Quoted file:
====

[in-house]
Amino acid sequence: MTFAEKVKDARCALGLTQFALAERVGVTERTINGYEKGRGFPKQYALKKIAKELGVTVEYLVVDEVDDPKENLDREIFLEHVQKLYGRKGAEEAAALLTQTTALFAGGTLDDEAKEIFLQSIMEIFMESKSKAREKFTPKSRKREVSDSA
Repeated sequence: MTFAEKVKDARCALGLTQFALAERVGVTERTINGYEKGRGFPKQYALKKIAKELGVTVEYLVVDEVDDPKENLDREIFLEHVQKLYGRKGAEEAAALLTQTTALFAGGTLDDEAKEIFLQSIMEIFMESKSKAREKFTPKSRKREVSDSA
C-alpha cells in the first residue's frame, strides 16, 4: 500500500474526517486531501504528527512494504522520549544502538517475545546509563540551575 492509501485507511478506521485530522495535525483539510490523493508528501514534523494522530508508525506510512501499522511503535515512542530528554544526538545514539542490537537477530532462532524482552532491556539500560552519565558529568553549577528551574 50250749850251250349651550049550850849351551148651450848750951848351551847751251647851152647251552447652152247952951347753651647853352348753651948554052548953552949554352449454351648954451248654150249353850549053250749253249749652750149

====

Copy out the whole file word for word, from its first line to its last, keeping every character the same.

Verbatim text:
[in-house]
Amino acid sequence: MTFAEKVKDARCALGLTQFALAERVGVTERTINGYEKGRGFPKQYALKKIAKELGVTVEYLVVDEVDDPKENLDREIFLEHVQKLYGRKGAEEAAALLTQTTALFAGGTLDDEAKEIFLQSIMEIFMESKSKAREKFTPKSRKREVSDSA
Repeated sequence: MTFAEKVKDARCALGLTQFALAERVGVTERTINGYEKGRGFPKQYALKKIAKELGVTVEYLVVDEVDDPKENLDREIFLEHVQKLYGRKGAEEAAALLTQTTALFAGGTLDDEAKEIFLQSIMEIFMESKSKAREKFTPKSRKREVSDSA
C-alpha cells in the first residue's frame, strides 16, 4: 500500500474526517486531501504528527512494504522520549544502538517475545546509563540551575 492509501485507511478506521485530522495535525483539510490523493508528501514534523494522530508508525506510512501499522511503535515512542530528554544526538545514539542490537537477530532462532524482552532491556539500560552519565558529568553549577528551574 50250749850251250349651550049550850849351551148651450848750951848351551847751251647851152647251552447652152247952951347753651647853352348753651948554052548953552949554352449454351648954451248654150249353850549053250749253249749652750149